Re: Tree of maps and leaves

"Alf P. Steinbach" <>
Tue, 03 Mar 2009 07:27:55 +0100
* Andre Majorel:

I need to store key bindings. Those are unusual in that the
"key" can in fact be a *sequence* of keystrokes (think Vim's ga,
gq, etc...).

Seems to me that a good way to store the bindings would be a
tree of associative arrays where the key is a keystroke and the
value is either a) an "action" that describes the function to
which that key sequence is bound or b) a similar associative

For example, given the following bindings :

  a action1
  b action2
  cx action3
  cy action4

... there would be two associative arrays, one containing :

  'a' => action1
  'b' => action2
  'c' => pointer-or-reference-to-whymakeitsimple

... and another, whymakeitsimple, containing :

  'x' => action3
  'y' => action4

Were this C, I'd malloc and cast my way out of it. I'm trying to
do it the STL way, however. Now, that might be slight
retardation on my part but I don't quite see how to do that with
std::map. Is some graph container from Boost the answer ?

It seems that the point of your design is to allow various information to be
associated with each initial substring of a command.

std::map is good, but to keep your design you'll have to rethink what to store.

Off the cuff:

   namespace userCommand
       class Any
           virtual ~Any() {};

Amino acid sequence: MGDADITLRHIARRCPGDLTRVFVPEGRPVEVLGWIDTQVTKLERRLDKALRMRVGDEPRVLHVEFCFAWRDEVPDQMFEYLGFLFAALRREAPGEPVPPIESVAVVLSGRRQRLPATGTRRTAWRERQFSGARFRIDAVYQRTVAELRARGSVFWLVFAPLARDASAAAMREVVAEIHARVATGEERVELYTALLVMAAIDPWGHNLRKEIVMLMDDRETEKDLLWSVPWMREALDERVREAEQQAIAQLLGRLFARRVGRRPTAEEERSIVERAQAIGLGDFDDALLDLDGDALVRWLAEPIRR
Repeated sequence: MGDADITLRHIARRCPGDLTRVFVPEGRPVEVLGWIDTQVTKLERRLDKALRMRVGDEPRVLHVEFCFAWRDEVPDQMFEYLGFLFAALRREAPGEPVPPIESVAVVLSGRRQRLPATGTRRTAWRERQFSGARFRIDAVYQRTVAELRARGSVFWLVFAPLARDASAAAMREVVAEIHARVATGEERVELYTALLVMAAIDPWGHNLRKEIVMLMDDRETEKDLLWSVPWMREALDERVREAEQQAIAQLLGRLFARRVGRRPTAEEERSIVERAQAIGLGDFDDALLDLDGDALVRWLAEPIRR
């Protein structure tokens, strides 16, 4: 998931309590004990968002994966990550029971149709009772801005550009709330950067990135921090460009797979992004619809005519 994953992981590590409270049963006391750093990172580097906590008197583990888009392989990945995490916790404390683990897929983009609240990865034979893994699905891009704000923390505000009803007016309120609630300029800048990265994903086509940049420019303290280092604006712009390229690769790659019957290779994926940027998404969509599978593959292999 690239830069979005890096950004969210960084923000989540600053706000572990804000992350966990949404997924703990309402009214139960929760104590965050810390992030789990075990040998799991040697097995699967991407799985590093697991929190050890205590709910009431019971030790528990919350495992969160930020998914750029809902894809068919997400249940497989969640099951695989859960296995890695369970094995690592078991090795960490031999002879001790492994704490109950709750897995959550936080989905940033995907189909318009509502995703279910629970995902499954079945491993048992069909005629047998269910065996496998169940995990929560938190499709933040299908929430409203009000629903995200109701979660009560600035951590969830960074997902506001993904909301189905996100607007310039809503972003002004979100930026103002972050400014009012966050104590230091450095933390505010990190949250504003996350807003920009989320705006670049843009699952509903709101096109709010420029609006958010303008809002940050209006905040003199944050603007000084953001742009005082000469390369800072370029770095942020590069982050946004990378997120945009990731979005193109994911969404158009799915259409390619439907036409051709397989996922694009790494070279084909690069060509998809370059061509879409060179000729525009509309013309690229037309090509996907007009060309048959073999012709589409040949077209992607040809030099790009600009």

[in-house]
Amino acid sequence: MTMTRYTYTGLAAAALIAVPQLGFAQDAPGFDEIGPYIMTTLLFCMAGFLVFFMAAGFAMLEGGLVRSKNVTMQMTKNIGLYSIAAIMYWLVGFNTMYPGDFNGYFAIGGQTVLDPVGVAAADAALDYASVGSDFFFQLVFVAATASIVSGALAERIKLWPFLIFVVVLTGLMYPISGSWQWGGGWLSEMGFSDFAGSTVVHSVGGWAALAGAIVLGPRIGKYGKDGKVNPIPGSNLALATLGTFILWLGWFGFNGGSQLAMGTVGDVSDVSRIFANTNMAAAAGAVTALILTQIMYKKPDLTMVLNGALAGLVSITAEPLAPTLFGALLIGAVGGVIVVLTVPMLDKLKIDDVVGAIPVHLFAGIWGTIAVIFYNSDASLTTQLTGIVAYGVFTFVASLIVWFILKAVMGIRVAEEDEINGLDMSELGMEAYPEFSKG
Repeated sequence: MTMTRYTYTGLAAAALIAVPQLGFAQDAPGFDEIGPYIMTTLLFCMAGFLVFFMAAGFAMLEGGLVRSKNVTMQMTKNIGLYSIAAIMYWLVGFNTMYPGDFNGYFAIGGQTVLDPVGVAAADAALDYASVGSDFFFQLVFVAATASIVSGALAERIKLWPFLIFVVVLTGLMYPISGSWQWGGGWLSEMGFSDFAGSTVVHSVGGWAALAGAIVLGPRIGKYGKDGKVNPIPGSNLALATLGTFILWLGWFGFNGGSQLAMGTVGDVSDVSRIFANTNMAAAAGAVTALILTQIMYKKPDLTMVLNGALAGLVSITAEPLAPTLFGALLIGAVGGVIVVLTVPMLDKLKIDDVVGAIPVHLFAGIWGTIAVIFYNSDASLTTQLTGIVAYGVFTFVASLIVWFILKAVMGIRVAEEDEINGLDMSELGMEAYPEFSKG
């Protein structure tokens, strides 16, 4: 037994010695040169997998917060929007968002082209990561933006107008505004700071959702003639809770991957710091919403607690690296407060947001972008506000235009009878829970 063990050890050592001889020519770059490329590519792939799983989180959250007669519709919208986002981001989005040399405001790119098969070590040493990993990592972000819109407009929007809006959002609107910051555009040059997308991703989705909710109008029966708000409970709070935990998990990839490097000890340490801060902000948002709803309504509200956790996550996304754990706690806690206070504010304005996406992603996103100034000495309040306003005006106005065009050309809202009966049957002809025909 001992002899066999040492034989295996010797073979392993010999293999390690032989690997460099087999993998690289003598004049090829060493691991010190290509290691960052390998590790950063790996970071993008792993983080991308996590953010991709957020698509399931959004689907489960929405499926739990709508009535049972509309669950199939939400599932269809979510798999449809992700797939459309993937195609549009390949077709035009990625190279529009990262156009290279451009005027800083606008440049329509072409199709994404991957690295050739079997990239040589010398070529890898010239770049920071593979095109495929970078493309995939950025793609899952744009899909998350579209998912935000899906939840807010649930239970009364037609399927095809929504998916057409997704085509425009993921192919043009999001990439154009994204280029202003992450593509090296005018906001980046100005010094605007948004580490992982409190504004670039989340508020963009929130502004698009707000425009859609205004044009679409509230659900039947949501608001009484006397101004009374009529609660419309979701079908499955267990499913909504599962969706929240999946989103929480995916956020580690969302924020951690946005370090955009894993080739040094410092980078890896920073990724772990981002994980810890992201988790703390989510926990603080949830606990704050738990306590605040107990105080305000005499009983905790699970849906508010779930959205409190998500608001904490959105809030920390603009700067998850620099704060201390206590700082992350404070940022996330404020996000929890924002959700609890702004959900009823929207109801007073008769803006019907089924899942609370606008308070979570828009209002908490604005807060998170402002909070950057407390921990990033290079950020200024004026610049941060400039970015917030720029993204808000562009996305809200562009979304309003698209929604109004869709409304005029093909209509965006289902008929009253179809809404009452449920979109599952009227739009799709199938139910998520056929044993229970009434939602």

virtual void execute() const = 0;

       class Void: public Any
           virtual ~Void() {}
           virtual void execute() const {};

       class Quit: public Any
           virtual void execute() const { exitApp(); }

   class UserCommandState;
   typedef SomeSharedPtr<UserCommandState> UserCommandStatePtr;

   typedef std::map< char, UserCommandStatePtr > KeyBindings;

   class UserCommandState
       KeyBindings mySuccessorStates;

       virtual ~UserCommandState() {}

       UserCommand const* command() const
           static userCommand::Void const theVoidCommand;

           if( userCommand::Any const* pCmd =
                   dynamic_cast<userCommand::Any const*>( this ) )
               return pCmd;
               return &theVoidCommand;

       void setSuccessorFor( char key, UserCommandStatePtr state )
           mySuccessorStates[key] = state;

   class UserCommandStateQuit: public UserCommandState, public userCommand::Quit
   {} // Yup, that's all.

   int main()
       KeyBindings cmdStates;
       // Add bindings

Presumably efficiency doesn't matter for this thing.

If it matters then you may be better off using pure function pointers, avoiding
that dynamic_cast.

Cheers & hth.,

- Alf

Disclaimer: I haven't tried this. :-)

Due to hosting requirements I need visits to [].
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